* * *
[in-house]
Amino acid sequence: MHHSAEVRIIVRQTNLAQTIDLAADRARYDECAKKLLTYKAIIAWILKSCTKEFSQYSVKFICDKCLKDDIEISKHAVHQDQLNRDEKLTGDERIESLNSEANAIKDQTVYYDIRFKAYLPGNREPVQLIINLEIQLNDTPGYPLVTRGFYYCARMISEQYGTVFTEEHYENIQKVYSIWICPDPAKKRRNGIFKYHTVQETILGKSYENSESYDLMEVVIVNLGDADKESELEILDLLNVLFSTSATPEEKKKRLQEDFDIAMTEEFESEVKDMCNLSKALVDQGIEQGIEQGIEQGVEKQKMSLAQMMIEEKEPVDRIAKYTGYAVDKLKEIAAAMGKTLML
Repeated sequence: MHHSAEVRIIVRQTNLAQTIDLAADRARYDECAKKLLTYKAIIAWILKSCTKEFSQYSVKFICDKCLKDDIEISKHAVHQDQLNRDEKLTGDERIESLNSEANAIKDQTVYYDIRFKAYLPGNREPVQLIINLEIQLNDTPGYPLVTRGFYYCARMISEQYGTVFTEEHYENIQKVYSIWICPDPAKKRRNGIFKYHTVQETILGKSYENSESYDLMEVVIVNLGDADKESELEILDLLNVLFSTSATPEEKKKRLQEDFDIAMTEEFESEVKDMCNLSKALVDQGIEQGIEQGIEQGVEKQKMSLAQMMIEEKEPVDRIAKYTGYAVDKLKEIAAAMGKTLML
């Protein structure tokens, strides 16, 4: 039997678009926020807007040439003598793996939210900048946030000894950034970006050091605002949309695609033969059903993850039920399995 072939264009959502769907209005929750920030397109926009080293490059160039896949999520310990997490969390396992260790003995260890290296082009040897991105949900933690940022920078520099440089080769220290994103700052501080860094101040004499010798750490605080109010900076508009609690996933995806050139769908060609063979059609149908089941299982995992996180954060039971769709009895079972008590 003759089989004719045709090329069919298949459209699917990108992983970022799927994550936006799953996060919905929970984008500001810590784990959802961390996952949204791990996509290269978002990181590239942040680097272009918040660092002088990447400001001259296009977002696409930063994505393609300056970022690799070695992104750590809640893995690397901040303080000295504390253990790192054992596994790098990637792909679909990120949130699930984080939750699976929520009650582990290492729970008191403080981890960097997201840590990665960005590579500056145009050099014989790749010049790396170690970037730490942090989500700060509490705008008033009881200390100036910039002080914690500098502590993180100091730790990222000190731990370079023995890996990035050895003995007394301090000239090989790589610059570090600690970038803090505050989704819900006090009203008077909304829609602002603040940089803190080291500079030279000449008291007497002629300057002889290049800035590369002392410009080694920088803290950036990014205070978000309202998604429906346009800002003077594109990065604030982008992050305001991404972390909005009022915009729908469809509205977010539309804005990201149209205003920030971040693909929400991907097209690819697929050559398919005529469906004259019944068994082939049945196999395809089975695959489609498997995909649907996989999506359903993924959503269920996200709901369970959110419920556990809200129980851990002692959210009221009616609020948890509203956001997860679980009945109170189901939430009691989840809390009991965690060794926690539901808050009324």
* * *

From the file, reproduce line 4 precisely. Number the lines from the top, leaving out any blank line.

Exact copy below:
């Protein structure tokens, strides 16, 4: 039997678009926020807007040439003598793996939210900048946030000894950034970006050091605002949309695609033969059903993850039920399995 072939264009959502769907209005929750920030397109926009080293490059160039896949999520310990997490969390396992260790003995260890290296082009040897991105949900933690940022920078520099440089080769220290994103700052501080860094101040004499010798750490605080109010900076508009609690996933995806050139769908060609063979059609149908089941299982995992996180954060039971769709009895079972008590 003759089989004719045709090329069919298949459209699917990108992983970022799927994550936006799953996060919905929970984008500001810590784990959802961390996952949204791990996509290269978002990181590239942040680097272009918040660092002088990447400001001259296009977002696409930063994505393609300056970022690799070695992104750590809640893995690397901040303080000295504390253990790192054992596994790098990637792909679909990120949130699930984080939750699976929520009650582990290492729970008191403080981890960097997201840590990665960005590579500056145009050099014989790749010049790396170690970037730490942090989500700060509490705008008033009881200390100036910039002080914690500098502590993180100091730790990222000190731990370079023995890996990035050895003995007394301090000239090989790589610059570090600690970038803090505050989704819900006090009203008077909304829609602002603040940089803190080291500079030279000449008291007497002629300057002889290049800035590369002392410009080694920088803290950036990014205070978000309202998604429906346009800002003077594109990065604030982008992050305001991404972390909005009022915009729908469809509205977010539309804005990201149209205003920030971040693909929400991907097209690819697929050559398919005529469906004259019944068994082939049945196999395809089975695959489609498997995909649907996989999506359903993924959503269920996200709901369970959110419920556990809200129980851990002692959210009221009616609020948890509203956001997860679980009945109170189901939430009691989840809390009991965690060794926690539901808050009324």